COD Warily Considers Arming Campus Police Other Small Colleges Have Struggled with Decision

Article excerpt

Byline: Karen Kutz Daily Herald Staff Writer

The way campus police at the College of DuPage see it, sworn police officers should carry guns.

But college policy doesn't let the 18 certified officers at College of DuPage, who have taken a sworn oath to lay down their lives to protect the public, carry weapons.

Last week, police at the Glen Ellyn-based community college protested that policy at a board meeting.

Officers said they are concerned that an audit of campus security - which the board reviewed Wednesday behind closed doors- contains no recommendation on arms.

Although trustees didn't publicly address the matter Wednesday, they privately indicated they may reconsider the policy.

Newly elected board Chairman Mary Wuttke Kranz said trustees will ask a consultant hired to conduct an institutional review of College of DuPage to include police security in the study.

"We're all concerned, consider-ing what's happened this year in the schools," said Kranz, a teacher.

Guns are in the schools, she said. "I see it in my elementary school. And just look at Downers Grove North (where a bomb scare took place earlier this fall). Fifteen years ago, I had a kid bring bullets to school for show and tell."

Kranz said trustees signed a contract this week that specifically asks consultant James Fisher of Baltimore and his team to look into campus security.

"This is our society," she said. "It's scary."

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Community colleges across the state have long debated whether their officers should carry guns, as do police at most four-year colleges and universities.

Locally, Harper College in Palatine formed a committee to consider arming their police but put a decision on hold.

Triton College in River Grove is one of the few suburban community colleges that allow police to carry weapons. Triton police Chief Ron Dietz said he wouldn't have it any other way.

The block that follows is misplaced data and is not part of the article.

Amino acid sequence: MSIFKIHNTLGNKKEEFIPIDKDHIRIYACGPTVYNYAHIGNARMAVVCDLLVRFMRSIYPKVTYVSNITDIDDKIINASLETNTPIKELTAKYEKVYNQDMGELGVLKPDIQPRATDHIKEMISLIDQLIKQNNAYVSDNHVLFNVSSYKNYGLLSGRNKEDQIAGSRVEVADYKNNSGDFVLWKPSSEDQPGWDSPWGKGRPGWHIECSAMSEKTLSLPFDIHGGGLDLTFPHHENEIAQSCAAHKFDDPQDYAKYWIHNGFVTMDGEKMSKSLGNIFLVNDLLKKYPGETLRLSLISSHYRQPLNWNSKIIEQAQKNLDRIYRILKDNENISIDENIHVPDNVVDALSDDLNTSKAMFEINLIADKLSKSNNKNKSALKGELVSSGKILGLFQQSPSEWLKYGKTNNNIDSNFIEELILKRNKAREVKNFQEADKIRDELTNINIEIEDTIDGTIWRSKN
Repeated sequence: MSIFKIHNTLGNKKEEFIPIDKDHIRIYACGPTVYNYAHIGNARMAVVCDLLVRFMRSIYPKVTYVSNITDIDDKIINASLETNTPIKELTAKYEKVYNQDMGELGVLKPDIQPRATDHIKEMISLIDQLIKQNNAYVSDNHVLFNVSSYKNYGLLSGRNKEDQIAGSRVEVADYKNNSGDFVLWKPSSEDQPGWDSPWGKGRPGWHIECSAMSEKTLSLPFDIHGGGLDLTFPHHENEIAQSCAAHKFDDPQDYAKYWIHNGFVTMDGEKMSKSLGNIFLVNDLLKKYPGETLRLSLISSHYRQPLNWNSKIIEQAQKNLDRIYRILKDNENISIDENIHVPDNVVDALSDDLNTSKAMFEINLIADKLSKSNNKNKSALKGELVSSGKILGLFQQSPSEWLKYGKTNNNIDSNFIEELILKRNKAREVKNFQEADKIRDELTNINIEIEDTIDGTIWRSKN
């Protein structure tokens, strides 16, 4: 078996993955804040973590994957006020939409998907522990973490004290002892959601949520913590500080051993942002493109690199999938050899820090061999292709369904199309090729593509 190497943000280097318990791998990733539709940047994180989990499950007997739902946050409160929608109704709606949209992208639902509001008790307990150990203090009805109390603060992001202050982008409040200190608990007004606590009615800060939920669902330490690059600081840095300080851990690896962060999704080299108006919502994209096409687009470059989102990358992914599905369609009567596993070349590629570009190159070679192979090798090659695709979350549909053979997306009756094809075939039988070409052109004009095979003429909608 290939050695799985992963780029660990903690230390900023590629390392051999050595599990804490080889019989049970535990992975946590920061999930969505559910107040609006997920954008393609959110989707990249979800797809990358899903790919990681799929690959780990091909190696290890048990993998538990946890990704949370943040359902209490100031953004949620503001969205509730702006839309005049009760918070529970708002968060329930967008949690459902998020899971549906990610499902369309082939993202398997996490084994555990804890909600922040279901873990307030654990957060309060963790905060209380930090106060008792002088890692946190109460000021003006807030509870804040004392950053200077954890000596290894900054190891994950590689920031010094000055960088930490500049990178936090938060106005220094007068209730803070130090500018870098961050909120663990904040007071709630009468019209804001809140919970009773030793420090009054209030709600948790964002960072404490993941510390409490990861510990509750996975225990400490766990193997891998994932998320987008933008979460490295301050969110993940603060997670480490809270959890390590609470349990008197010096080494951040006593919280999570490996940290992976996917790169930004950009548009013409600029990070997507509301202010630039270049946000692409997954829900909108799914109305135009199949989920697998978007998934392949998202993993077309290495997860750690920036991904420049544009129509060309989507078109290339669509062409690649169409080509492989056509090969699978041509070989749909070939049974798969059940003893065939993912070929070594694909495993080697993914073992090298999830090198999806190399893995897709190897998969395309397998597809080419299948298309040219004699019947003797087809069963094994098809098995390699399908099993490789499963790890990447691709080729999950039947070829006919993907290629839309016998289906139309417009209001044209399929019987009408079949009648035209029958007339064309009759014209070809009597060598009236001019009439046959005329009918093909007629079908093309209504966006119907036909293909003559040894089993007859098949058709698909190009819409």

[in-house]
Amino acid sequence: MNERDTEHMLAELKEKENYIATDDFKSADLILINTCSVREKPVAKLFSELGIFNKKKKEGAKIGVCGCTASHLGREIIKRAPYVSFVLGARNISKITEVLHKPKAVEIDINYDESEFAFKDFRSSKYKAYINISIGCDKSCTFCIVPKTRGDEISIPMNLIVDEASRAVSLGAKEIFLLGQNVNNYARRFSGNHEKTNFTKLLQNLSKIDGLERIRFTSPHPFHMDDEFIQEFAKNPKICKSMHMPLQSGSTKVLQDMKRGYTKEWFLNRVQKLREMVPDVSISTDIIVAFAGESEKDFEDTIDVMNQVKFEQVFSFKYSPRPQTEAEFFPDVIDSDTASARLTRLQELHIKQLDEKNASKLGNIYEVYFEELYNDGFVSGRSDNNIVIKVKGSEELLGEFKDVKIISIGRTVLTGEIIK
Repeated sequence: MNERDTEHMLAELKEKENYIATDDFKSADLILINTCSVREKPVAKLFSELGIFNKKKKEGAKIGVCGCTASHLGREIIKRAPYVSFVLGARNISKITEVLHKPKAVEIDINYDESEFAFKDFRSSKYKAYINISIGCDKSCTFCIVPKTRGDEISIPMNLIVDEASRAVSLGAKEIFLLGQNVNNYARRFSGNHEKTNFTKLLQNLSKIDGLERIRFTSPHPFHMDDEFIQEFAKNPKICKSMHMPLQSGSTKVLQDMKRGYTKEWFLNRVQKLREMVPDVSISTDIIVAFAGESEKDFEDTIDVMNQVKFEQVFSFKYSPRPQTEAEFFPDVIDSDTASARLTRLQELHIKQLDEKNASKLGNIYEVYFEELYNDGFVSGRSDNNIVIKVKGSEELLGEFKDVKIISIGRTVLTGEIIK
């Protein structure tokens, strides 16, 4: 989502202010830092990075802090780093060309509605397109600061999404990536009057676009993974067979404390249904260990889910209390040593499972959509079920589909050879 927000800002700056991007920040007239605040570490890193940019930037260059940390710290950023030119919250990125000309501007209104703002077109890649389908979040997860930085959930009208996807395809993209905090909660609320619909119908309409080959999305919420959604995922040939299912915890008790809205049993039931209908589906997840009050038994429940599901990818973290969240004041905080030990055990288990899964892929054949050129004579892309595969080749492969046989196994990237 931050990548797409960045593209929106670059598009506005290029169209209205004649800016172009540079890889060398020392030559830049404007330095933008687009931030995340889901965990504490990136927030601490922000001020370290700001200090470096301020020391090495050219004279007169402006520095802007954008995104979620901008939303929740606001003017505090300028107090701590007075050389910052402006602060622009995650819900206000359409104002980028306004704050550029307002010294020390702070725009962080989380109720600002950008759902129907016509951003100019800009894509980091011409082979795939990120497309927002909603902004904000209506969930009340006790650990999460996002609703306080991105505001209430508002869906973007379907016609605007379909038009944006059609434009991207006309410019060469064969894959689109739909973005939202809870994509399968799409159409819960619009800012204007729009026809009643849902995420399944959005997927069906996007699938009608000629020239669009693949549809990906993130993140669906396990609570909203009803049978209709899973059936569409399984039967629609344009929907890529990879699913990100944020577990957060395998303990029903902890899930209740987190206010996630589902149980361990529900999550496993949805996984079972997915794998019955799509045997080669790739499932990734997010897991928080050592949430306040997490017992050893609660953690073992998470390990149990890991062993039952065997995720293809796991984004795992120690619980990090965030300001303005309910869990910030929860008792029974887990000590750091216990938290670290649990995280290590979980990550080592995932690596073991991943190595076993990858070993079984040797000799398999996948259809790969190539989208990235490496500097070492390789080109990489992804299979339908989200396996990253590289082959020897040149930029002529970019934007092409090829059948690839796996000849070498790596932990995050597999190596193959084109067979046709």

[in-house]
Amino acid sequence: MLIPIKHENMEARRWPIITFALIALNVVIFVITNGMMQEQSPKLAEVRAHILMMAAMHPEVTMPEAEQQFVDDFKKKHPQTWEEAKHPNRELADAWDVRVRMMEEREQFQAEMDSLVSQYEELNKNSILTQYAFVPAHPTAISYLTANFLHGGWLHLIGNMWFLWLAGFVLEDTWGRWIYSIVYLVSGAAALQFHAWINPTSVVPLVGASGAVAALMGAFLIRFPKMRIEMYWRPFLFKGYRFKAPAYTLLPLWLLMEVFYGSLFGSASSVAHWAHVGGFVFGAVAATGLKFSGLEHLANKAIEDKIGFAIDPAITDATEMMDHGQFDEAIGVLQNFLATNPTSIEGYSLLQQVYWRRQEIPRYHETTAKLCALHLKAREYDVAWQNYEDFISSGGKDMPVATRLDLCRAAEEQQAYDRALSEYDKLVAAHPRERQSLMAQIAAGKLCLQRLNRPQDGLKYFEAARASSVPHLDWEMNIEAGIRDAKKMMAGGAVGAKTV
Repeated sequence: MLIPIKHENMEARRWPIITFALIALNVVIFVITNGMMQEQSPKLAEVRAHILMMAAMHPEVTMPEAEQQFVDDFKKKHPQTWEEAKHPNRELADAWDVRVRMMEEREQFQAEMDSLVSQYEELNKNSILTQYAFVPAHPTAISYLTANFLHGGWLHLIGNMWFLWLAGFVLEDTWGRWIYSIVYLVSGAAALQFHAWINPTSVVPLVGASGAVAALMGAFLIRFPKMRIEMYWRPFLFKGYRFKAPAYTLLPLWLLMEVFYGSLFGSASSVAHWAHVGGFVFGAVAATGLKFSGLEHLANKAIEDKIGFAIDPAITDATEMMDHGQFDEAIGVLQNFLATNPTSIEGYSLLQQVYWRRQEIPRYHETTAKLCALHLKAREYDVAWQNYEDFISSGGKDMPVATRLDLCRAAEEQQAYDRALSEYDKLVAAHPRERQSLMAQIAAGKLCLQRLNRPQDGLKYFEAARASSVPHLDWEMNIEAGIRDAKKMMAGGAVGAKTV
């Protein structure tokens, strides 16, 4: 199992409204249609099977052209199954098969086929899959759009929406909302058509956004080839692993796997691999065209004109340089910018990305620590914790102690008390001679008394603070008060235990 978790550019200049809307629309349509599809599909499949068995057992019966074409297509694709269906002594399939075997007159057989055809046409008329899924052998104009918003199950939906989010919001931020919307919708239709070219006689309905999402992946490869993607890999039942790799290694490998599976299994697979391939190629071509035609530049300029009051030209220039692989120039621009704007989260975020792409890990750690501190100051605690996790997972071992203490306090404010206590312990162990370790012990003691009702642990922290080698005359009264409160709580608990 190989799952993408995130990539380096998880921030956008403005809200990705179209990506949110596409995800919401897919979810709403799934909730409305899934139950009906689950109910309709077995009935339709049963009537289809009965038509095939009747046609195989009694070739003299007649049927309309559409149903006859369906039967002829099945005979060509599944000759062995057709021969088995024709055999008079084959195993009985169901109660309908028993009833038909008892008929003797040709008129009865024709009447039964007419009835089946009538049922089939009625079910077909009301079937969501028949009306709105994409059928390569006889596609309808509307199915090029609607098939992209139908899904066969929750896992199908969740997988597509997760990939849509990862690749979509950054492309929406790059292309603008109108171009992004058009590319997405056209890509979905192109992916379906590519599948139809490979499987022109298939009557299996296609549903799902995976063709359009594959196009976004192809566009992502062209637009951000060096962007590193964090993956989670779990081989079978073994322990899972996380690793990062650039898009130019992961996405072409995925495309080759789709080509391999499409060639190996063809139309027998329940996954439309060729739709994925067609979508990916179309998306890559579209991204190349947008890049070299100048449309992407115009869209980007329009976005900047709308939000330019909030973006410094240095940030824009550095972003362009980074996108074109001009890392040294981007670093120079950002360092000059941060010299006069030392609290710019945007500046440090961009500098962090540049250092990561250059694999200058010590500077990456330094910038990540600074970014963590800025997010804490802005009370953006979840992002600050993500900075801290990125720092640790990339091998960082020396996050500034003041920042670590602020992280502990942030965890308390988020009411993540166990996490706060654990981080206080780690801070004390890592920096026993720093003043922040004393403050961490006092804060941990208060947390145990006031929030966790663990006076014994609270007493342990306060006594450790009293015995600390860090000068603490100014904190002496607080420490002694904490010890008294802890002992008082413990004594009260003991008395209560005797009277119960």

"As far as I'm concerned, I don't like to see anyone out there impersonating police," he said. "If you are going to be out there in uniform and in cars that have emblems, you should be doing a policeman's job."

He said putting police in full uniform without guns - the situation at College of DuPage - is tantamount to using fake security cameras.

"It's a false sense of security," he said. "It's a misrepresentation."

Dietz is quick to point out, however, that Triton's River Grove location is more urban. "Since its inception in 1965, we've had shootings, riots, demonstrations and hostage situations. We've had it all at Triton."

College of DuPage has been more fortunate. Considering its size, the school has dealt with very little crime, said spokesman Bill Troller.

But many suburban and rural community colleges are reconsidering the issue.

Out of the 50 Illinois community colleges, 50 percent use fully sworn police officers. Of those, 60 percent are armed, and 40 percent are not.

The other half of the state's community colleges use security guards who call local police in the event of a serious crime.

While College of DuPage uses sworn police officers who have worked for other law enforcement agencies, the squad must rely on the Glen Ellyn police for any situation requiring force.

"Ultimately, it's up to the board to decide if (campus officers) will be treated as police, public safety or security," Dietz said.

In fact, the College of DuPage board has taken up the matter before, said President Michael Mur-phy.

"The situation was reviewed five years ago, and the board elected at that time to leave the issue as it was," he said. "I see it as a community issue, where you have to weigh the benefits against the risks and the consequences."

He said the decision is tough and more complex than the question of whether or not to carry guns. …